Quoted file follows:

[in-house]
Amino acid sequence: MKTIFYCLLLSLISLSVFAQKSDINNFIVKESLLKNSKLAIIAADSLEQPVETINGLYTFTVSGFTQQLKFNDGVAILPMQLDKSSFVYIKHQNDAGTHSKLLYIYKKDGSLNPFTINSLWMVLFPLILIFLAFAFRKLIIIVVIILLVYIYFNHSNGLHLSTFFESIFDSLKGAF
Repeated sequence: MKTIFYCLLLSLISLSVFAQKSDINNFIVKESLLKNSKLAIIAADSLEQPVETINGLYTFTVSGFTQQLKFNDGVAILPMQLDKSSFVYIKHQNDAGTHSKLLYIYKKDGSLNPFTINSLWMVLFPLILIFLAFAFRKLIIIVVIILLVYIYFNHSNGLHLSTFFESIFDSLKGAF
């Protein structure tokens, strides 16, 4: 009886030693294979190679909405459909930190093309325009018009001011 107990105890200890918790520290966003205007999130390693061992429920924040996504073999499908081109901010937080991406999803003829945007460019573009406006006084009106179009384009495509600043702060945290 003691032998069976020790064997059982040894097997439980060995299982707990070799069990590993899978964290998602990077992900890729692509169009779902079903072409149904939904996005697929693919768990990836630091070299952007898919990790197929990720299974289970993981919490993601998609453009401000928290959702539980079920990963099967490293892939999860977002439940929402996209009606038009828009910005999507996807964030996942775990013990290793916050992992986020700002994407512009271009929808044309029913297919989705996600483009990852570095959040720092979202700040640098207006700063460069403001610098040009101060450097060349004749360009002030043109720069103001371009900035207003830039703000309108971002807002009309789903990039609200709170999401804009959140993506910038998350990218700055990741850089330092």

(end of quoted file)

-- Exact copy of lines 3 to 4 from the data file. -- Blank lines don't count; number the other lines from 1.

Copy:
Repeated sequence: MKTIFYCLLLSLISLSVFAQKSDINNFIVKESLLKNSKLAIIAADSLEQPVETINGLYTFTVSGFTQQLKFNDGVAILPMQLDKSSFVYIKHQNDAGTHSKLLYIYKKDGSLNPFTINSLWMVLFPLILIFLAFAFRKLIIIVVIILLVYIYFNHSNGLHLSTFFESIFDSLKGAF
């Protein structure tokens, strides 16, 4: 009886030693294979190679909405459909930190093309325009018009001011 107990105890200890918790520290966003205007999130390693061992429920924040996504073999499908081109901010937080991406999803003829945007460019573009406006006084009106179009384009495509600043702060945290 003691032998069976020790064997059982040894097997439980060995299982707990070799069990590993899978964290998602990077992900890729692509169009779902079903072409149904939904996005697929693919768990990836630091070299952007898919990790197929990720299974289970993981919490993601998609453009401000928290959702539980079920990963099967490293892939999860977002439940929402996209009606038009828009910005999507996807964030996942775990013990290793916050992992986020700002994407512009271009929808044309029913297919989705996600483009990852570095959040720092979202700040640098207006700063460069403001610098040009101060450097060349004749360009002030043109720069103001371009900035207003830039703000309108971002807002009309789903990039609200709170999401804009959140993506910038998350990218700055990741850089330092």